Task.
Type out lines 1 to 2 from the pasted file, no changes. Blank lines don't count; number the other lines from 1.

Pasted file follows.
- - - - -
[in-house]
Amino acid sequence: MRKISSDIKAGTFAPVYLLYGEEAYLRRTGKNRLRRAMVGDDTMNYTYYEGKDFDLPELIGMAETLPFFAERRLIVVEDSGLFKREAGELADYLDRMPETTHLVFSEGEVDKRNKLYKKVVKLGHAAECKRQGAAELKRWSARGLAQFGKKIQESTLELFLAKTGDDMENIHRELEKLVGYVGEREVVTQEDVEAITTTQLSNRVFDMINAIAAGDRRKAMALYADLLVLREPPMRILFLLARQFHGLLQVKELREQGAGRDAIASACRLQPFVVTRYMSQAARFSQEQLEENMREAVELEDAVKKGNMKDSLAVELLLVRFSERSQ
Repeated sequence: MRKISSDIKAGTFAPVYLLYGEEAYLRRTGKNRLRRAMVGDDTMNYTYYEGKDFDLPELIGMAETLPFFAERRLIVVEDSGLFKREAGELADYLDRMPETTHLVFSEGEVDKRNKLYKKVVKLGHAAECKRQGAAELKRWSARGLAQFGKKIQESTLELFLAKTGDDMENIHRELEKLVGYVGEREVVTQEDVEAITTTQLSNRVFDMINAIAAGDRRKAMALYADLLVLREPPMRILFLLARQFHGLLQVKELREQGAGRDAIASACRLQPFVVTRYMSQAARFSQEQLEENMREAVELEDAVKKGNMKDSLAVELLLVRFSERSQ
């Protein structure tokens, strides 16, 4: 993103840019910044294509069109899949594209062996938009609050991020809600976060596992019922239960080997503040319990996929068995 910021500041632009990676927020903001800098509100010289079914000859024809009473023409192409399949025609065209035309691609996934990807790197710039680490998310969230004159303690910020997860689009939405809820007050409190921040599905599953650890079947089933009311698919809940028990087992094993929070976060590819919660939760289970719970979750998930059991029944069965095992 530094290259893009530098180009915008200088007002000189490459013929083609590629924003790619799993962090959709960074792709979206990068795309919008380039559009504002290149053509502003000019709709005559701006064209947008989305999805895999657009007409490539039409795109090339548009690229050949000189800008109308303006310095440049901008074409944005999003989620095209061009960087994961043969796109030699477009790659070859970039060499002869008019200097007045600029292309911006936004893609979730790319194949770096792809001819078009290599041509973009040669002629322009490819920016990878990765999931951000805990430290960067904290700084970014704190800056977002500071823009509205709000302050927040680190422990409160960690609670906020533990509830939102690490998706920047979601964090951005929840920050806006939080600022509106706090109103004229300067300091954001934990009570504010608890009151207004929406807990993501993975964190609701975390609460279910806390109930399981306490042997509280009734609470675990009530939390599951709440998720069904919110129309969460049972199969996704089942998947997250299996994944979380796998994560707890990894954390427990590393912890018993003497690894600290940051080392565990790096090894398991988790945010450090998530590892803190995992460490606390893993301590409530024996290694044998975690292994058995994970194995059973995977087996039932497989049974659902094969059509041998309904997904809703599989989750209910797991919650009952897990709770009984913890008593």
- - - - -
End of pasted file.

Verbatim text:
[in-house]
Amino acid sequence: MRKISSDIKAGTFAPVYLLYGEEAYLRRTGKNRLRRAMVGDDTMNYTYYEGKDFDLPELIGMAETLPFFAERRLIVVEDSGLFKREAGELADYLDRMPETTHLVFSEGEVDKRNKLYKKVVKLGHAAECKRQGAAELKRWSARGLAQFGKKIQESTLELFLAKTGDDMENIHRELEKLVGYVGEREVVTQEDVEAITTTQLSNRVFDMINAIAAGDRRKAMALYADLLVLREPPMRILFLLARQFHGLLQVKELREQGAGRDAIASACRLQPFVVTRYMSQAARFSQEQLEENMREAVELEDAVKKGNMKDSLAVELLLVRFSERSQ